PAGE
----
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By Dan Summers

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JG Ballard’s novel Crash was highly controversial when it was published in 1973, as was David Cronenberg’s 1996 film adaptation, marrying the aftermath of automobile accidents with sexual predilection.

Even for someone that does not recoil at the idea that a person could be aroused by an automobile accident or the damage it inflicts on the human body, the novel is an uncomfortable read, being an unrelenting account of one man’s sexual obsession. The terms ‘perineum’, ‘natal cleft’, ‘anus’, ‘heavy groin’, ‘semen’ and other graphic and clinical phrases recur—almost literally—ad nauseum, coupled with imagery of rent flesh and mutilated limbs.

Following a collision in which he is injured, and one of the other party killed, the narrator—himself named James Ballard—finds his sexual fantasies and desires increasingly centred around what he calls the ‘deviant technology’ of the automobile. In its design, he perceives both a sexuality of its own and a continuum between it and the human body it carries, of which he was previously unaware. A number of new relationships develop, and existing ones alter, as a result of this new found stimulus.

The potency of the automobile and of human beings’ relationship with it is summed up by Ballard’s observation that an automobile crash is one of the few ways in which it is still legal to kill someone. The personal automobile is an accepted and treasured facet of human society, technically available to all and a necessity to many. Yet it is a barbarous form of transport and a casual instrument of death that invokes in its user a dangerous illusion of safety and power.

In its car, a human being is isolated and convinced of its freedom; the car is the pinnacle of selfishness, the technological realisation of a solipsistic tendency. The combustion engine is crude, a barely harnessed explosion upon which the conveyed rides, as if it did not exist. Yet the car occupies an exalted space in a human being’s life: people name them, lavish upon them more affection than they do their sexual partner, become emotionally attached to the fate of metal, glass, and plastic.

Crash is a story of an onanistic obsession, because in reality, the personal automobile becomes an unconscious extension of the owner’s body. Ballard shows us that the car not only represents a realm of sexual possibility that usually remains unrealised—indeed, unrecognised—but is an element of the physical self that is sexually unexplored. This leaves a base desire unfulfilled.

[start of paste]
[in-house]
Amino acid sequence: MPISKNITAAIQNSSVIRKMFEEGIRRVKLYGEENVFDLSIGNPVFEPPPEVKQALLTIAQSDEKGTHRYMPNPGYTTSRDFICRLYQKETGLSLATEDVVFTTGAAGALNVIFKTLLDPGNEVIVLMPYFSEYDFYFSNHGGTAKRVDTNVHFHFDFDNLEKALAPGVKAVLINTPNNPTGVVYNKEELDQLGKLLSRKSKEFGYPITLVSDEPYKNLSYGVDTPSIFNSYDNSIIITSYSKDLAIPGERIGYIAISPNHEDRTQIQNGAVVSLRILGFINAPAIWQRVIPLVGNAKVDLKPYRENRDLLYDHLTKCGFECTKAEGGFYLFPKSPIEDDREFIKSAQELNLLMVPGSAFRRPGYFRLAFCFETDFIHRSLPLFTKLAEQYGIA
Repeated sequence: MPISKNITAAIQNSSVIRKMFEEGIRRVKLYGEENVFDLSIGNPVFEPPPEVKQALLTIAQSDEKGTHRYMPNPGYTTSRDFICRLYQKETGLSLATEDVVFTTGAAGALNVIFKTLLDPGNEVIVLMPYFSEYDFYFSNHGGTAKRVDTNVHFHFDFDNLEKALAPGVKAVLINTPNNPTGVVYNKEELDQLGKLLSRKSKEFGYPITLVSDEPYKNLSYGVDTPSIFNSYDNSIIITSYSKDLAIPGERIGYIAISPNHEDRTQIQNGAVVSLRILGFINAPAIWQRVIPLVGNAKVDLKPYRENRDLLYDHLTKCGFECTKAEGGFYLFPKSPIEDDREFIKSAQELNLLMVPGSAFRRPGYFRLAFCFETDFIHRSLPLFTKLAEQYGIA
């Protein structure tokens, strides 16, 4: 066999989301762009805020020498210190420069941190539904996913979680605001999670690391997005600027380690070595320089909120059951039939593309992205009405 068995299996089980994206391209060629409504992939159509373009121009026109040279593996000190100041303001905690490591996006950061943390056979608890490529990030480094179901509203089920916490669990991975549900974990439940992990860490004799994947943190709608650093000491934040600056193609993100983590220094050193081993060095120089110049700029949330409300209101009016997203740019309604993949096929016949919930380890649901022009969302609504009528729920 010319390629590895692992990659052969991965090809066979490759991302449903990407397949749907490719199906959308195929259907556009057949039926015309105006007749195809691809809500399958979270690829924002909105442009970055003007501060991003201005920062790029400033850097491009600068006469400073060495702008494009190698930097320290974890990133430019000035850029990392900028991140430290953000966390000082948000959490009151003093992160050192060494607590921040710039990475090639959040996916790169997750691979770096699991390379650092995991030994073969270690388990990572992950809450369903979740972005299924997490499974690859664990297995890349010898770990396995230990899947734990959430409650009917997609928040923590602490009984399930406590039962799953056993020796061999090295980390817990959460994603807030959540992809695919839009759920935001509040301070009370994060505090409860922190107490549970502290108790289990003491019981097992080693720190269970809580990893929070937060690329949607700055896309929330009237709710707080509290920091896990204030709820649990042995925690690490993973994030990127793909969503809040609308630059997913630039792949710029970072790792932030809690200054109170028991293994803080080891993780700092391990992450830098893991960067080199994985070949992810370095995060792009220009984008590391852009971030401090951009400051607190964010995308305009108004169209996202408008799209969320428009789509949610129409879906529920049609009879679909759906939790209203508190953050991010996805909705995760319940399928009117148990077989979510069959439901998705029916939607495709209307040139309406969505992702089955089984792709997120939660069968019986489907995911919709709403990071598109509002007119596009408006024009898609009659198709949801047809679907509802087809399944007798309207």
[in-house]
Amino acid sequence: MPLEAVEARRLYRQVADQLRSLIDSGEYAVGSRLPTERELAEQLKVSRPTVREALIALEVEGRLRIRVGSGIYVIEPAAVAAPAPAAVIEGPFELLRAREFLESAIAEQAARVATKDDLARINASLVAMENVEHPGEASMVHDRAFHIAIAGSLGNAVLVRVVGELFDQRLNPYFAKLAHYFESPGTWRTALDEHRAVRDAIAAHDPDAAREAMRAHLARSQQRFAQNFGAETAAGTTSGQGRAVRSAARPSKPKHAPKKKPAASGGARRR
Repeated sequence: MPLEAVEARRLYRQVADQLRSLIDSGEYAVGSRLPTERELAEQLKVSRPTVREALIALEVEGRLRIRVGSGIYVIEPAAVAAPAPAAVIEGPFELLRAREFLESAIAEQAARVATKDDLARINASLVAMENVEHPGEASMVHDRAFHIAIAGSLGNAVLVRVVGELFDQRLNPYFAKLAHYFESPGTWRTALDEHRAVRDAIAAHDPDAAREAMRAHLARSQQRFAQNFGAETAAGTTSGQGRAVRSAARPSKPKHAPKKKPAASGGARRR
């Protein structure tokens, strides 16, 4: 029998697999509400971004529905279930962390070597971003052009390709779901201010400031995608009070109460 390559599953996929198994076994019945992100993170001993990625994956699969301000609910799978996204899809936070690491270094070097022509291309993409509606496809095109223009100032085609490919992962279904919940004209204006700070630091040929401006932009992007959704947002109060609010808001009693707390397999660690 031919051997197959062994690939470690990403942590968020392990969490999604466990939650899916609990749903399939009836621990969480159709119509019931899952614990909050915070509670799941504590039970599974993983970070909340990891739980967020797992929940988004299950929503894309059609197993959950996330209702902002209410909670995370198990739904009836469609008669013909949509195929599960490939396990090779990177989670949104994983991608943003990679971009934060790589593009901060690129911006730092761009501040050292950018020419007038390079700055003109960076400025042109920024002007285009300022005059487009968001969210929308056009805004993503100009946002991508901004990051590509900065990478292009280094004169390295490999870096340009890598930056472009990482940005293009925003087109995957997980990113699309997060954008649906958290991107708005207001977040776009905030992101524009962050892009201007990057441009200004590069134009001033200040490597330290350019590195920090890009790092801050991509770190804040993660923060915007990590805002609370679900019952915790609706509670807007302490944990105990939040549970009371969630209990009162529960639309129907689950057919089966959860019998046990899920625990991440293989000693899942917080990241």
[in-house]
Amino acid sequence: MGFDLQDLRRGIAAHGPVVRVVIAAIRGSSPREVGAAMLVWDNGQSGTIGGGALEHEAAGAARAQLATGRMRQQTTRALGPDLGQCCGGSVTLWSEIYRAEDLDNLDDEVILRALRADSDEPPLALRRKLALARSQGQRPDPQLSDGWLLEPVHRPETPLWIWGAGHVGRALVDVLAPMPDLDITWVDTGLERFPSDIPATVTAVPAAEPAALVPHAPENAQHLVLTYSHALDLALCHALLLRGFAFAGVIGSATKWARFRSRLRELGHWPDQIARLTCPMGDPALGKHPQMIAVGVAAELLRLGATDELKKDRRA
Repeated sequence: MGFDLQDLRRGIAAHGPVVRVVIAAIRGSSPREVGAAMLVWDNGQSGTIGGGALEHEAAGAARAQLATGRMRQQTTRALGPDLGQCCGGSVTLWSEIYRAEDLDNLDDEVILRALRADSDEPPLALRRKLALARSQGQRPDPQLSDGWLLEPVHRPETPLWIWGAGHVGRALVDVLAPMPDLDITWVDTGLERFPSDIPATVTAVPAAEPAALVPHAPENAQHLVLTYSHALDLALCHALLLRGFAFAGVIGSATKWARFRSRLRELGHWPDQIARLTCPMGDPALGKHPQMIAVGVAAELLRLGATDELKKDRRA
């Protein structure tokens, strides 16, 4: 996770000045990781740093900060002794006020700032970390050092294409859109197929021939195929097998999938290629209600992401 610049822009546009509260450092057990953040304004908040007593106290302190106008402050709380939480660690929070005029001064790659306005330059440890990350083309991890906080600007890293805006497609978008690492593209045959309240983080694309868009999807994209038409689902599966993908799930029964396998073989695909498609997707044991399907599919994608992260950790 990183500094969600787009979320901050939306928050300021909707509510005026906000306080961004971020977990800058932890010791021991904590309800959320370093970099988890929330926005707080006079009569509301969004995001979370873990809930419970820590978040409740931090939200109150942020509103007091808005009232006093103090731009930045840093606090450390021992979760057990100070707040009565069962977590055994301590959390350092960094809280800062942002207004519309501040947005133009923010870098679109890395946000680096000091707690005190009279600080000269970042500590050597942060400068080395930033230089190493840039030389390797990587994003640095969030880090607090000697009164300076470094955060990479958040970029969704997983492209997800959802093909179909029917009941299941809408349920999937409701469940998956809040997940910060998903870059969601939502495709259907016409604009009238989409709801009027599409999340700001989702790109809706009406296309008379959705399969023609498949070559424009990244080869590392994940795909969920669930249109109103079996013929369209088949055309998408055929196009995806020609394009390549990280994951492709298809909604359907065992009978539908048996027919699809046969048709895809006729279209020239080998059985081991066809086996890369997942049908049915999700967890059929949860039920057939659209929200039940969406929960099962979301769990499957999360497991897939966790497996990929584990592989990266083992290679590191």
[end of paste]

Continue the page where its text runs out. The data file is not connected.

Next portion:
Ballard marches into this territory without dreading the opinion of others, but his story does suggest a fear of the pain and death that automobiles confer so easily—a fear that is heightened by the fact that they, and therefore the mutilation that they perpetrate, are sanctioned by society. Human beings have created a pervasive technology that surrounds them and that all too easily and unexpectedly rips through the flesh from which it was born. The automobile reminds us at alarming proximity how frail our bodies are in comparison with the strength of our minds and what they create.

Ballard’s fetishisation of the personal automobile can therefore be seen as an account of the desire to eliminate this fear coupled with the sexual love of the self—of which the machine is a part. Crash is a murder ballad, a tale of one human being’s narcissistic dance of death in the face of proof of his frailty.

Those who are appalled by Crash will doubtless say that their dismay is a result of the fact that the story is depraved, pornographic, or simply ‘sick’, framing their reaction in judgemental moral terms that Ballard studiously avoids. I would counter, however, with the suggestion that it caused such a reader to recognise in its self such ‘deviant’ proclivities. As Ballard said about his reasons for writing the book, ‘I wanted to rub the human face in its own vomit, and force it to look in the mirror’. Crash unveils the deviant relationship between a human being and its car, and there is nothing more unpalatable than self knowledge.


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